Woman sitting by a wood furnace reading

From decolonizing museums to urban biodiversity hotspots, 2020 moved the needle forward in a meaningful way. | Photo by Callum Shaw on Unsplash

December 29, 2020

Welp. We’ve almost made it through 2020. And what a year it has been!

I’m pretty sure there aren’t many people eager to relive this one — especially those working in the tourism industry. But even though it’s been a rough year, I personally think it’s also brought about some much-needed space and time for the tourism industry to think carefully about the way and direction in which it wants to flourish. Coming into 2020, the industry was headed toward uncontrollable expansion, putting the environment, people, and the places they call home in danger’s way.

For better or worse, the pandemic has given us time to sit with this and chart a better path forward.

During this great pandemic pause, there have been seismic shifts in the tourism industry. It has shown incredible resilience, collaboration, and generosity. Even without any bookings or money coming in, travel companies and professionals rallied to support each other and local communities dependent on tourism. The climate emergency, once a tangential issue to be addressed, now leads conversations about tourism.

I am not dismissing the incredible difficulties people have faced, as individuals and communities. Yet, I am a person who turns toward optimism, so I find strength and power in the good things that have come out of 2020 for the tourism industry.

With that in mind, if you find yourself with spare time this holiday season, catch up on some reading. Here are hand-picked favorites and lots of inspiring solutions shared over the course of 2020 in the biweekly Rooted newsletter to get you started.

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Food for Thought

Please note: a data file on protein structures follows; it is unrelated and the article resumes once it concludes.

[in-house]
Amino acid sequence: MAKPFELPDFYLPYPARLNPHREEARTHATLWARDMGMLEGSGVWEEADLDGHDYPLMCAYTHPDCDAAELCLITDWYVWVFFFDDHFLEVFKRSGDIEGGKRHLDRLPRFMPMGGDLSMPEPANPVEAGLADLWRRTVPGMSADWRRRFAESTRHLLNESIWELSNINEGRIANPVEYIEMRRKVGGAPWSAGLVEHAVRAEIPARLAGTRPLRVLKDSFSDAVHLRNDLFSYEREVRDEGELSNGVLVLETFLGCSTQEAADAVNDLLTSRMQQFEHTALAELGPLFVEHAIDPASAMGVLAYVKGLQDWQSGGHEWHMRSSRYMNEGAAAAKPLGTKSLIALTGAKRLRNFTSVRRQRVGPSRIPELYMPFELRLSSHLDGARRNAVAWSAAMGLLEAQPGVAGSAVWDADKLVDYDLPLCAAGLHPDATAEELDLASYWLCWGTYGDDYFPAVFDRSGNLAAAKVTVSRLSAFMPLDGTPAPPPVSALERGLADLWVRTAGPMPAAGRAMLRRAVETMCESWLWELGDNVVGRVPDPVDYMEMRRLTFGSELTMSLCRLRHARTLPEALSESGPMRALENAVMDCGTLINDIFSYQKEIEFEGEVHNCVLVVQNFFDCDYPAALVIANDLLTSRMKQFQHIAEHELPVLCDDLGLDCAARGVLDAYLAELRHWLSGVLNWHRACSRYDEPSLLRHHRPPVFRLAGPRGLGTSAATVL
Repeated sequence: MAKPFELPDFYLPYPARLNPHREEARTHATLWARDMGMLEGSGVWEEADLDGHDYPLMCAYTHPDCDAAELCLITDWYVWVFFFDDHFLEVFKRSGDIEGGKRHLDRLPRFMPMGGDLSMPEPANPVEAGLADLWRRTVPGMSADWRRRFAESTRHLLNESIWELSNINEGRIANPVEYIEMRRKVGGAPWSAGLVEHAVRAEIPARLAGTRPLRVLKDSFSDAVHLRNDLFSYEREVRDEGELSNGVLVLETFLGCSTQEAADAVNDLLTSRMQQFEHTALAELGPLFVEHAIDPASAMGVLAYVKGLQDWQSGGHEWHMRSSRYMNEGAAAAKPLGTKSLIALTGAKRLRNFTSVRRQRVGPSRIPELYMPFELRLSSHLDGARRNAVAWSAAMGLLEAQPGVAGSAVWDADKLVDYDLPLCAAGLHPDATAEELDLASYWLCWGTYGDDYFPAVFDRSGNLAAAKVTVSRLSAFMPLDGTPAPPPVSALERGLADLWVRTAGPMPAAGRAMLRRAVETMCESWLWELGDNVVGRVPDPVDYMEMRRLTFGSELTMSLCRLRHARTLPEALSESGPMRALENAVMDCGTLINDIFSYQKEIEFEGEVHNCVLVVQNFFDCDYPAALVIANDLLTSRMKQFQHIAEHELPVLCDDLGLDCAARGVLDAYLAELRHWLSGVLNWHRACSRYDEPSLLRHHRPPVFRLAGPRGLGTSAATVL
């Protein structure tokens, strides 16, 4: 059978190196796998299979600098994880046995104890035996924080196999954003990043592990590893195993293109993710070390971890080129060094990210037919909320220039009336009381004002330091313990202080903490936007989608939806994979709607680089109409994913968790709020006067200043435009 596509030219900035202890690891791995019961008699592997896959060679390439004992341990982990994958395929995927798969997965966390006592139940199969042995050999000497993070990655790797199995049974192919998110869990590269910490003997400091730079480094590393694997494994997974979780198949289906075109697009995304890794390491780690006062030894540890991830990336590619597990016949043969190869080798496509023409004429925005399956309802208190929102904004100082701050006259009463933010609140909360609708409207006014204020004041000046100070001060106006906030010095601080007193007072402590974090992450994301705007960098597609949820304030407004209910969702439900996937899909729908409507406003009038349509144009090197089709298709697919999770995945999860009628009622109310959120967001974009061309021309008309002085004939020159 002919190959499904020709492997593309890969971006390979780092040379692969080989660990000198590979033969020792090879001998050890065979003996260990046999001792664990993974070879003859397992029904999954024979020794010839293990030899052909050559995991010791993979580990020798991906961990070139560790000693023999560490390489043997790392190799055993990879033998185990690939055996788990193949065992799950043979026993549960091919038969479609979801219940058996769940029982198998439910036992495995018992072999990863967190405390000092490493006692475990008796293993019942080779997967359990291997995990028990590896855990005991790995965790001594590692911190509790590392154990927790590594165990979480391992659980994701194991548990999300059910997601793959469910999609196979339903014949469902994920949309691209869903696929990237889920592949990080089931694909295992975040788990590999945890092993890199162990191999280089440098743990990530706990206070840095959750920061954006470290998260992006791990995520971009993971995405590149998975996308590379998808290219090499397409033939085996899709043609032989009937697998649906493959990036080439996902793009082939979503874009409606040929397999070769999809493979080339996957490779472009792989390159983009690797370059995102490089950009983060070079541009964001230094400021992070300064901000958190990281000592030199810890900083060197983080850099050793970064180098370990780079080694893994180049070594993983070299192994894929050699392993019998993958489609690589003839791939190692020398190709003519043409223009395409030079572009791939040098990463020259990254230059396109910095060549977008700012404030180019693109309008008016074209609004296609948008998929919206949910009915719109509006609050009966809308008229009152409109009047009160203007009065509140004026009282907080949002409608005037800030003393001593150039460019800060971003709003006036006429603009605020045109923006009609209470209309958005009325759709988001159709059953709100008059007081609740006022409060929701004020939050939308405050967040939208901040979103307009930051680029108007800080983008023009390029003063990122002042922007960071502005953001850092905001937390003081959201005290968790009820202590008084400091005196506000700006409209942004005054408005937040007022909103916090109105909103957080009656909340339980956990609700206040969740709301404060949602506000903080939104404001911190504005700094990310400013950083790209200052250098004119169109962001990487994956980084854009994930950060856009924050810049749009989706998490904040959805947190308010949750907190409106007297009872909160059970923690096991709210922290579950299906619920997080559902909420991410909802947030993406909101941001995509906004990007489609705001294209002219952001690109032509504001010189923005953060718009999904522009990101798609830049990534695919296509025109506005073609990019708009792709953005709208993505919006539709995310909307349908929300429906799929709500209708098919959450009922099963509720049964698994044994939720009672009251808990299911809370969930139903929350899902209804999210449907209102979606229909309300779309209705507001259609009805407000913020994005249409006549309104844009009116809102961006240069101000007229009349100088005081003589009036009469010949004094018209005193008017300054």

What an Ancient Cave Can Teach the Tourism Industry (Rooted) - “Lost under all those numbers and statistics is a value that can’t be plugged into a spreadsheet: The value of places, of people, and their stories. The value of history and culture. The value of awe, curiosity, wonder, and delight. The value of something simply existing.”

Can Indigenous tourism help protect the Great Barrier Reef? (Adventure.com) - “From cultural sea rangers to specialized marine biologists, the aim is to put the story of the reef in context and hope that if people see it, and learn about it, they’ll want to save it. But despite all the good news, the challenges facing the reef aren’t insignificant.”

The Tangled Narrative: Why Human Connection is Important in Travel (Rooted) - “But that’s a good thing: Life is inherently complicated. We learn and grow in large part by having conversations, seeking out more information, thinking about problems, and participating in solutions.”

Rebecca Solnit: When the Hero is the Problem (LitHub) - “There is no solution, but there are many pieces that add up to a solution, or rather to a modulation of the problem of climate change.”

Botswana’s Radical Experiment in National Unity (We Are Not Divided) - “In this way, Botswanans have made a monumental sacrifice for the tranquility of their nation — they have deprioritized their deeply held tribal identities for the sake of societal stability, and in the process, formed a unified state out of a multiethnic, multilingual, partially hostile tribal society.”

The Most Important Thing About Regenerative Tourism is That It’s Not About Tourism (Rooted) - “Yet, what we continue to emphasize in our conversation about regenerative tourism is how tourism can be developed in destinations to create experiences and conditions that are regenerative rather than seeking out and supporting those aspects of regeneration that already exist.”

Art historian Alice Procter is on a mission to decolonise museums and galleries in her 'Uncomfortable Art Tours' (ABC News) - “She wants museums and galleries to "display it like you stole it" and make the acquisition history of objects transparent.”

Are cities Europe's new biodiversity hotspots? (DW) - “Vondelpark definitely might not seem like the ideal place to look for new species of insects, but biologist Iva Njunjic begs to differ.”

Global Solutions

Should Public Transit Be Free? More Cities Say, Why Not? (New York Times) - “What I like is the doability of this, the simplicity of it,” Mr. Rivera said. “We are already subsidizing this mode of transportation, so the final mile is very short. It isn’t a service people need to pay for; it’s a public good.”

Innovative Solutions for Curbing Tourism’s Food Waste Problem (Rooted) - “When travelers are made aware of a challenge — and invited to be part of the solution — they not only take action that benefits the planet and promotes sustainable development, but they also take home a unique story about how they intimately connected with a destination and its people.”

The digital building blocks of better communities (UN News) - “The community has since seen a marked improvement to their environment: solar lights have been installed in the public spaces, and more than 500 trees have been planted, providing the shade requested by Mr. Joseph and others, and improving the area’s micro-climate.”